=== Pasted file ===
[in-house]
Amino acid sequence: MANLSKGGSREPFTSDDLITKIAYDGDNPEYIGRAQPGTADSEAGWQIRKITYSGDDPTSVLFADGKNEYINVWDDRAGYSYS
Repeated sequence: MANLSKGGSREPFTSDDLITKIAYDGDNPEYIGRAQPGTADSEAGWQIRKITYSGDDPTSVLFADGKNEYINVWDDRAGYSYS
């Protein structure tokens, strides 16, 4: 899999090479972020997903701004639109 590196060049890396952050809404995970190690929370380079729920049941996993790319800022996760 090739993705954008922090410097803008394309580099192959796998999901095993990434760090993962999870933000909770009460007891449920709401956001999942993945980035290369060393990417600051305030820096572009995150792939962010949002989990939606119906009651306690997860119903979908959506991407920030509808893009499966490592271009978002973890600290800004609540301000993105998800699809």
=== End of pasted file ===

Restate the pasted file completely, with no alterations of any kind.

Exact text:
[in-house]
Amino acid sequence: MANLSKGGSREPFTSDDLITKIAYDGDNPEYIGRAQPGTADSEAGWQIRKITYSGDDPTSVLFADGKNEYINVWDDRAGYSYS
Repeated sequence: MANLSKGGSREPFTSDDLITKIAYDGDNPEYIGRAQPGTADSEAGWQIRKITYSGDDPTSVLFADGKNEYINVWDDRAGYSYS
């Protein structure tokens, strides 16, 4: 899999090479972020997903701004639109 590196060049890396952050809404995970190690929370380079729920049941996993790319800022996760 090739993705954008922090410097803008394309580099192959796998999901095993990434760090993962999870933000909770009460007891449920709401956001999942993945980035290369060393990417600051305030820096572009995150792939962010949002989990939606119906009651306690997860119903979908959506991407920030509808893009499966490592271009978002973890600290800004609540301000993105998800699809």